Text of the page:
The company works closely with high-quality content makers like premium YouTube channels, local and international show producers, kids content creators, independent movie makers, distribution companies and others to get the best content available.
“Growing up in India I mostly learned by reading books, so when I experienced audio-visual learning via videos and animation, I was impressed by its potential to simplify and democratize learning,” he told India-West of his motivation behind the creation of the hundreds of channels. “I found that it is easier to learn and teach through videos and interactive audio-visual means than through books, so I decided to bring this experience to the masses by mixing entertainment with learning and making it available through popular devices like TV and phone.”
Additional benefits of the apps come through personalization.
“Our apps are smart,” Ranjan explained. “They keep learning about your likes and start recommending videos to improve your viewing experience. Our powerful CMS, video management and recommendation technology is in action behind all this.”
In total, Ranjan said his company has more than 300 channels.
“Even though we have wide variety of content like YouTube does, our editorial team ensures that they are well organized in channels, shows and playlists for a TV-type viewing experience,” Ranjan said. “Unlike Disney, which is focused on high-quality fiction, we have a range of content for kids including simple nursery rhymes, stories, multiplication table songs, craft videos and science experiments.”
While people can watch the channels for free, there is an ad-free option available with a paid subscription, much like Pandora. Ranjan said the majority of the revenue for the company comes from its ads, but the subscriptions are picking up.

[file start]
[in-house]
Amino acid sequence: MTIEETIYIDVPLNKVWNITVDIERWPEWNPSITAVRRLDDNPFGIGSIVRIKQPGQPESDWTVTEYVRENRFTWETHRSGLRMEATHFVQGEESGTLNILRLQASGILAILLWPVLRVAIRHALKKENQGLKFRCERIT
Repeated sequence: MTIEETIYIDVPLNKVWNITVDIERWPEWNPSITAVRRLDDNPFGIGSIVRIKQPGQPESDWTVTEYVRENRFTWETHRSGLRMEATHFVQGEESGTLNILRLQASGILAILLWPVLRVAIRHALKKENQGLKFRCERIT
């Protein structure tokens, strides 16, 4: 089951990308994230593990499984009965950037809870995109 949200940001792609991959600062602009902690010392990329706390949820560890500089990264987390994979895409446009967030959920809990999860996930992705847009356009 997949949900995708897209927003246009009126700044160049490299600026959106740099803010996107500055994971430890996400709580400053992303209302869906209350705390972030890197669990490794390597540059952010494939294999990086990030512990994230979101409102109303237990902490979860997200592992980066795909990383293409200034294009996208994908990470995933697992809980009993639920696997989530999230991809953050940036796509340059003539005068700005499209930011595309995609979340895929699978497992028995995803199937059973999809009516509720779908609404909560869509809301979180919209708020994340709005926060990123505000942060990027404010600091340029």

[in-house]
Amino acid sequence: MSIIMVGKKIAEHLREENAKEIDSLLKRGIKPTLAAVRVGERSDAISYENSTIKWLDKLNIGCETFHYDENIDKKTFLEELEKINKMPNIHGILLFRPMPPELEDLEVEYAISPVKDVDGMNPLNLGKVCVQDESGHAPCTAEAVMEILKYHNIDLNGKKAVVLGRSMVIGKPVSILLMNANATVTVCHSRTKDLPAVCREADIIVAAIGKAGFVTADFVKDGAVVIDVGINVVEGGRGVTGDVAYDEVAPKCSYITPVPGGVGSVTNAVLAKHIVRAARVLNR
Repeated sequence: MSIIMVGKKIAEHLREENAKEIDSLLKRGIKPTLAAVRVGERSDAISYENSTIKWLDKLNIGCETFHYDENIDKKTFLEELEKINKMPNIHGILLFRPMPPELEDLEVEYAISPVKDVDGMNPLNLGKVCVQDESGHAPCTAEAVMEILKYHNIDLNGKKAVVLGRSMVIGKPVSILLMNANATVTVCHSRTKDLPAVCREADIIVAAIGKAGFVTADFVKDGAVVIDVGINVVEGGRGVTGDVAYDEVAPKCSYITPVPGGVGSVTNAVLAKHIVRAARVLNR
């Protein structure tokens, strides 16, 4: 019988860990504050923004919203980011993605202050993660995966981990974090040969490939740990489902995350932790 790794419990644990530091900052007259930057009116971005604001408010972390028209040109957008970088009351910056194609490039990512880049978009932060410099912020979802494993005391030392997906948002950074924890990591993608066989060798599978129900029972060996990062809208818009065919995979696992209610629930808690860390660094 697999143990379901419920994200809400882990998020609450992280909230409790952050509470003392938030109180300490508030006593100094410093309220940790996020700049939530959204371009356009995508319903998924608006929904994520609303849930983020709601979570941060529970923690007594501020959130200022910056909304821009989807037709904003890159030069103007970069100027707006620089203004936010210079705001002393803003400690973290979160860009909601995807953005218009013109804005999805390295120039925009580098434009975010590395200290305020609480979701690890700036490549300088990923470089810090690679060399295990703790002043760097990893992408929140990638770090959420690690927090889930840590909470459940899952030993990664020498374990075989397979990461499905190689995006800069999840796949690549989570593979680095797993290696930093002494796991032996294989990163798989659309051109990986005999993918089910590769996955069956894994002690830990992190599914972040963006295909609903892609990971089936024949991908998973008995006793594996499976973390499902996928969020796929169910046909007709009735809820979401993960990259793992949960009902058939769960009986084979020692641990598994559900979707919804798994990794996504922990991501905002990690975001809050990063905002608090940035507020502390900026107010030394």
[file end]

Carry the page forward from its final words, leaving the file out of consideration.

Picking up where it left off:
Going forward, Ranjan said he is fully focused on building the best new media company with a top-notch viewing experience.
“We want to ensure that you can watch media effortlessly like TV, yet fully control your experience like PC,” he said. “As broadband speed increases and data costs go down, the so-called digital media will become the mainstream media and new possibilities will open up. We are excited about opportunities in India and other parts of the world and want to ensure that every individual in the world can have easy access to same kind of awesome media experience that viewers in the U.S. have started to enjoy.
“We want to intermingle learning and playing so that they become one and the same,” Ranjan added. “Kids should learn by doing. Going to the next grade should be as fun as getting to the next level of a game.”
Ranjan said his team is working to create better edutainment content while also having a more personalized immersive and engaging user experience.
And even with his devotion to building a new media empire, he still finds time to help mentor the entrepreneurs of future generations. He serves as an adviser to Applied Informatics and Mindful Medley.
Ranjan resides in the Tampa, Fla., area with his wife, 10-year-old son and 8-year-old daughter. His family has also helped build Future Today, which now has offices in Tampa, Menlo Park and New York.
His wife, a brain cancer specialist, regularly gives advice on the HealthSmart.tv channel, as well as other health channels the company provides; His son recommended launching a channel for tweens that will be available in the near future; and his daughter does reenactments of lessons learned through the HappyKids.tv channel at school shows.